Rats make excellent pets. They’re smarter than hamsters and friendlier than cats, lower maintenance than dogs and livelier than fish. A rat will sit on your shoulder while you finish your homework; a rat could love you. It might not, but it could.
I’ve never owned a pet rat, but I was lucky enough to ratsit for a friend in the fourth grade. Old McDeadly was sweeter and more communicative than Jingles, my pet hedgehog, who was dour—although I would be dour, too, if I lived in a pile of piss-logged woodchips because my nine-year-old owner was not responsible enough for pet ownership. The two of them got along fine; rats are sociable creatures.
I’m warmly disposed toward rats because I’ve cuddled with a few, but science proves me right. Rats are empathetic animals who will act selflessly even at the expense of treats: a 2011 study found that rats would work “frantically” to rescue a buddy trapped in a Plexiglas trap, while murmuring words of comfort through the air holes. When a rat was presented with two traps—one containing a buddy, the other containing chocolate chips—it would open both and share the yield. Would you do that? Would I?
And rats know lust. I have no particular interest in animal sexuality, but I was struck by a scene in Daniel Bergner’s What Do Women Want? in which a student picks up a female lab rat and strokes its rat clitoris—“like a little eraserhead”—with a tiny brush. When the student puts the rat down, it tugs on her sleeve until she repeats the gesture. The lab in question performs experiments in which rats are brought to arousal and immediately killed, their brains sliced like deli meat and parsed for insights into the human condition.
The other day a dead squirrel appeared on the fire escape outside the apartment I’m staying in for the summer. “Probably ate rat poison,” said the landlord’s friend, as she scraped the carcass into a garbage bag. A few blocks away, a friend tells me, you can find heaps of dead rats oozing blood from their mouths. “The poison melts them from the inside,” he said. Another friend, who’d been staying on the Lower East Side, described a rat congregation she’d passed on Houston Street. They were eating pizza, our homunculi.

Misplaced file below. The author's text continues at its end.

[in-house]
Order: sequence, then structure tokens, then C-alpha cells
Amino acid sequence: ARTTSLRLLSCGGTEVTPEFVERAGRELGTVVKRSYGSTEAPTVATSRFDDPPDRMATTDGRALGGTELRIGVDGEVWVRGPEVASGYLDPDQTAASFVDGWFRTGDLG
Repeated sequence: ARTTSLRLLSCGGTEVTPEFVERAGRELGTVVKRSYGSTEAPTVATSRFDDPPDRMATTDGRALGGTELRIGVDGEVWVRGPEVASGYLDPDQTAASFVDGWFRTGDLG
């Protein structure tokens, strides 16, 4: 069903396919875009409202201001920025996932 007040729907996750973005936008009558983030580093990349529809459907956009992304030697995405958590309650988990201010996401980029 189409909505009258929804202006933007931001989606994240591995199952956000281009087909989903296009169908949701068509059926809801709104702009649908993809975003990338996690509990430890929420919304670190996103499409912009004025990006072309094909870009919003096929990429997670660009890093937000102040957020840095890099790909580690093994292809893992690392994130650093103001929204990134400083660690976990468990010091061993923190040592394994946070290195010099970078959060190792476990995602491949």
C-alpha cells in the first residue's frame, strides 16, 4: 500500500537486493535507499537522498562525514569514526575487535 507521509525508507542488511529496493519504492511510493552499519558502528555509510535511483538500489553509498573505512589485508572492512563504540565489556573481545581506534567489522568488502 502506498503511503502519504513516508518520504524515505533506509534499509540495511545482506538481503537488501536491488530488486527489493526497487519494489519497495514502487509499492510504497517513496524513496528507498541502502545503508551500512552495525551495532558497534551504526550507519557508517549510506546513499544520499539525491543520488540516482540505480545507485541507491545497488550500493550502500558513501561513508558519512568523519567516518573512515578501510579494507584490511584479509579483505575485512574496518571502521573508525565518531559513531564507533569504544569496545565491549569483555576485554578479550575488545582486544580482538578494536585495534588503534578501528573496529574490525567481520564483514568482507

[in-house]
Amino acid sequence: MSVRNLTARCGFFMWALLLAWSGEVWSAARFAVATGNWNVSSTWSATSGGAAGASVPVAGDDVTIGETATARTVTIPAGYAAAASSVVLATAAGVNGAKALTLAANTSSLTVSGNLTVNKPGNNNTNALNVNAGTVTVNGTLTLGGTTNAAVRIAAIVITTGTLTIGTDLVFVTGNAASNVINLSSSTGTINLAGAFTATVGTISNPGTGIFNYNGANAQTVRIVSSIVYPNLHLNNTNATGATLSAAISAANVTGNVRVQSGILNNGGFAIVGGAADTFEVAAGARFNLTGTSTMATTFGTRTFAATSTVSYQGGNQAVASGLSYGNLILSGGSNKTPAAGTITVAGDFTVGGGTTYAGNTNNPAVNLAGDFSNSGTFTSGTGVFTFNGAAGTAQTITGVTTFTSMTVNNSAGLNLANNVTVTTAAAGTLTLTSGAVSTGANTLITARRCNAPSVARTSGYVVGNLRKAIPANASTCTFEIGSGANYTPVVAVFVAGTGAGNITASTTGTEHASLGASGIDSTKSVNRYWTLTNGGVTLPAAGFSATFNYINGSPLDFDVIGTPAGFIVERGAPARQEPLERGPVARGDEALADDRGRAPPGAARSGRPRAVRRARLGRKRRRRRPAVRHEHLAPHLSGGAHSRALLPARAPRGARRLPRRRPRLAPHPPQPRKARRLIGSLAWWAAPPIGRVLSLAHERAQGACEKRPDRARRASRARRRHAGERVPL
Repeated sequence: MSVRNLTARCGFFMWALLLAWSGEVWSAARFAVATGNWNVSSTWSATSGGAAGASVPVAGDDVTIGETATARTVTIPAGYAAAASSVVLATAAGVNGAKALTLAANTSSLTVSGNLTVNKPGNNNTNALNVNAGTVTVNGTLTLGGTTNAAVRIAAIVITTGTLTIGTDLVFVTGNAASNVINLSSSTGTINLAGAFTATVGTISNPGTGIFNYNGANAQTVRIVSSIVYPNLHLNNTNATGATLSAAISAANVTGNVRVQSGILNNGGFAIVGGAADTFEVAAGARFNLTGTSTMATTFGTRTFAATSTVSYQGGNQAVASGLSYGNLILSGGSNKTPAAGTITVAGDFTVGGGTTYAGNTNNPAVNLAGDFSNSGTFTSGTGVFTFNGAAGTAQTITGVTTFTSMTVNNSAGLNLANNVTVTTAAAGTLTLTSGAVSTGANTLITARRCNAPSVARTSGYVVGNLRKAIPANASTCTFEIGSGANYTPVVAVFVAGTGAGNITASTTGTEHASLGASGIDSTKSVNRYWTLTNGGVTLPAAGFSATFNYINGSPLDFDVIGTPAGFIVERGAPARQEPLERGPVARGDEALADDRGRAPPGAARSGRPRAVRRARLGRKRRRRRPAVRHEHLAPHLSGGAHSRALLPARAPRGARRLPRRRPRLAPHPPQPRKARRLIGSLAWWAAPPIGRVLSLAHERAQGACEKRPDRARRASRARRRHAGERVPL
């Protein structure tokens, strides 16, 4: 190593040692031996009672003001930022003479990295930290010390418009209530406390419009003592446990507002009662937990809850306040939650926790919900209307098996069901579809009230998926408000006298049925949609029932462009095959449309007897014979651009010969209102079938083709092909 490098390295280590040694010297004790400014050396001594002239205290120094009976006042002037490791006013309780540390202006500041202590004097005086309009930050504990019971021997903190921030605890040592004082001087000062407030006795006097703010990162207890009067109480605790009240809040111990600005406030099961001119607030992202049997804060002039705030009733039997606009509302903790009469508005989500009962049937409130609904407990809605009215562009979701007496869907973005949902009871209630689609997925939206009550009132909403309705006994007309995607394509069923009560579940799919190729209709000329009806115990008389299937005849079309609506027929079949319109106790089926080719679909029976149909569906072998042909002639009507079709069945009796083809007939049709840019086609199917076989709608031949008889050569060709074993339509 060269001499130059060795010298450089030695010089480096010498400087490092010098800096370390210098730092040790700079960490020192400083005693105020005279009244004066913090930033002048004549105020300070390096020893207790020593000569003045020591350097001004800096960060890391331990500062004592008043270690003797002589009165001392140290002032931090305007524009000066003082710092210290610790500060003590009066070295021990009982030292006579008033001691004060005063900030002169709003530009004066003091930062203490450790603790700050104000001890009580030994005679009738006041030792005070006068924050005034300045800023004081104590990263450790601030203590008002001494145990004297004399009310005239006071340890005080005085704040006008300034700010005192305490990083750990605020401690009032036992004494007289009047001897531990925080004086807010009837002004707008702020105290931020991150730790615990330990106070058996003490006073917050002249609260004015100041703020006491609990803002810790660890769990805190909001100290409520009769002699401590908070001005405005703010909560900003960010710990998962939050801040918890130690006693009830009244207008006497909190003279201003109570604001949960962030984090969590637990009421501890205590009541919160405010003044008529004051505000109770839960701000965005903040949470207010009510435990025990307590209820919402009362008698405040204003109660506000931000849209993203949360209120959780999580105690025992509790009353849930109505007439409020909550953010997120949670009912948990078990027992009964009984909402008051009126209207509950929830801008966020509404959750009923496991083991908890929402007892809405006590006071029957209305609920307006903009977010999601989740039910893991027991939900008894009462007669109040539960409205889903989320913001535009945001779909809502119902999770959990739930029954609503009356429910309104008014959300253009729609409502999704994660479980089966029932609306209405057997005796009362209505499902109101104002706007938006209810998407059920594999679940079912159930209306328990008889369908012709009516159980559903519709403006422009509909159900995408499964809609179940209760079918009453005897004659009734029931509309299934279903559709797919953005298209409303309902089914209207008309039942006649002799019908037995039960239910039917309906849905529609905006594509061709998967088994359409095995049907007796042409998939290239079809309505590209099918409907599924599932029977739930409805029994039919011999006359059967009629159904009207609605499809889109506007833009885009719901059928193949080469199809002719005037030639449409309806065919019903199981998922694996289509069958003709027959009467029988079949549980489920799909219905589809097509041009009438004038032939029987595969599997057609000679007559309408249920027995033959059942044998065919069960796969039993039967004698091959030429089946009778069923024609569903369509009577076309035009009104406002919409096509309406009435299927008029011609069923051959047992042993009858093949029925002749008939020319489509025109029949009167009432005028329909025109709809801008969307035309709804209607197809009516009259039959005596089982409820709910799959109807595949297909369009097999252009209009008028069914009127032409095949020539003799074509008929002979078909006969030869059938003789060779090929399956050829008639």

They say there are 8 million rats in New York City, one per person (neither true nor very outlandish). Rats can spread salmonella, hantavirus, typhus, and the plague (although humans can spread it just as well); their urine can carry leptospirosis, which can ravage your insides as rat poison can theirs. If you live in a city with rats, chances are your home is not big enough to share. Last year, a caretaker at Brooklyn’s Marcy Houses spiked a Gambian pouched rat with a pitchfork; the photo shows it dangling the length of his torso. “We don’t dodge bullets. We dodge rats,” said one tenant. “They’re so big, they should charge them rent.”
Rats don’t eat people, but they will: the mass murderer Richard Kuklinski used to tie up living victims and leave them for rodents to devour.
Last week I went to a friend-of-a-friend’s place in Bushwick, a loft divided into rooms the size of Fisher Price cabins. My friend had brought his dog, who was excitable. “He’s after my rats,” explained one of the tenants, an attractive, punkish woman about my age.
“You have rats?” I said.
“Yeah,” she said. “Want to see?”
Animals scare me. Over the past two weeks I have checked the bed and sofa three times each for evidence of bed bugs, fearing a sleepless nightmare in which my best dresses become villages for vampires and my friends avoid me because I’m shedding parasites like cartoon tears. My underwear is sticking to me; I picture a tapeworm nipping at the fabric as though yanking back a blanket. If the bites on my legs are the work of the many mosquitoes I’ve noticed, I may be in for West Nile. I doubt my travel insurance covers spinal taps; I doubt it covers rabies shots, either, which can run you up to $15,000, according to a woman I met who was bitten by a strange dog.
When I heard about these rats, though, I only felt sentimental. I remembered the way Old McDeadly would leap onto my queen-sized bed and balance himself on my head. I was feeling a little lonely besides, so the answer was yes: I wanted to meet those rats. The woman handed me Charlie, a soft, salt-and-pepper critter who glanced up with vulnerable eyes as she scampered across my forearms.
Her nails were scratchy, and as the hives began to rise, I remembered why handling rats was no longer part of my character. Charlie’s owner seemed nice, but I wondered about her pet, and I racked my brain for a subtle way to suss out its provenance, something that wouldn’t make me sound like an uptight pain in the ass. “Did you get her from a pet store,” I said, “or, like, a breeder?”
The whole walk home, I thought about salmonella, hantavirus, typhus, the plague, leptospirosis, and rabies—rabies, and the possibility of going into debt as a precaution against rabies. On that count, Google quickly assuaged my fears. The most common victims of rabies in New York State, it turns out, are raccoons, foxes, skunks, and cats. Rats rarely carry the virus; whatever gave it to them would likely finish them off. Most rats belong to no one.